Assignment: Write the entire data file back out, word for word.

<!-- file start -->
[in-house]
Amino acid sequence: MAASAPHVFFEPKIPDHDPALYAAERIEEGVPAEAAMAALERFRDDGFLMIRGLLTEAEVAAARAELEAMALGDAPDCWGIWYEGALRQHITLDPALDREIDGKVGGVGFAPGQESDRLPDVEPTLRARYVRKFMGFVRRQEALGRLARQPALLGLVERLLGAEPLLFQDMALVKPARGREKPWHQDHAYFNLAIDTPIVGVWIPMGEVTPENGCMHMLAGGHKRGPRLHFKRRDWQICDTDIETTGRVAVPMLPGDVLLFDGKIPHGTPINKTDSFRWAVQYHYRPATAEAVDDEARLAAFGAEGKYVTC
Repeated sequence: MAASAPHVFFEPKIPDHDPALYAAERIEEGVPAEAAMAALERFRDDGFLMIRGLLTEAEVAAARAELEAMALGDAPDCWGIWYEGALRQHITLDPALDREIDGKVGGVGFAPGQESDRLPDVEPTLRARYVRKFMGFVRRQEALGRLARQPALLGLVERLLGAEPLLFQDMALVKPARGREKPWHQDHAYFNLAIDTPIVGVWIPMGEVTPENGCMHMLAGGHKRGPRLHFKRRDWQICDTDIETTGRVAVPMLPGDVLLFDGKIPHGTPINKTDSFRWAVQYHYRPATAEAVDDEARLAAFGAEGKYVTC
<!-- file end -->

[in-house]
Amino acid sequence: MAASAPHVFFEPKIPDHDPALYAAERIEEGVPAEAAMAALERFRDDGFLMIRGLLTEAEVAAARAELEAMALGDAPDCWGIWYEGALRQHITLDPALDREIDGKVGGVGFAPGQESDRLPDVEPTLRARYVRKFMGFVRRQEALGRLARQPALLGLVERLLGAEPLLFQDMALVKPARGREKPWHQDHAYFNLAIDTPIVGVWIPMGEVTPENGCMHMLAGGHKRGPRLHFKRRDWQICDTDIETTGRVAVPMLPGDVLLFDGKIPHGTPINKTDSFRWAVQYHYRPATAEAVDDEARLAAFGAEGKYVTC
Repeated sequence: MAASAPHVFFEPKIPDHDPALYAAERIEEGVPAEAAMAALERFRDDGFLMIRGLLTEAEVAAARAELEAMALGDAPDCWGIWYEGALRQHITLDPALDREIDGKVGGVGFAPGQESDRLPDVEPTLRARYVRKFMGFVRRQEALGRLARQPALLGLVERLLGAEPLLFQDMALVKPARGREKPWHQDHAYFNLAIDTPIVGVWIPMGEVTPENGCMHMLAGGHKRGPRLHFKRRDWQICDTDIETTGRVAVPMLPGDVLLFDGKIPHGTPINKTDSFRWAVQYHYRPATAEAVDDEARLAAFGAEGKYVTC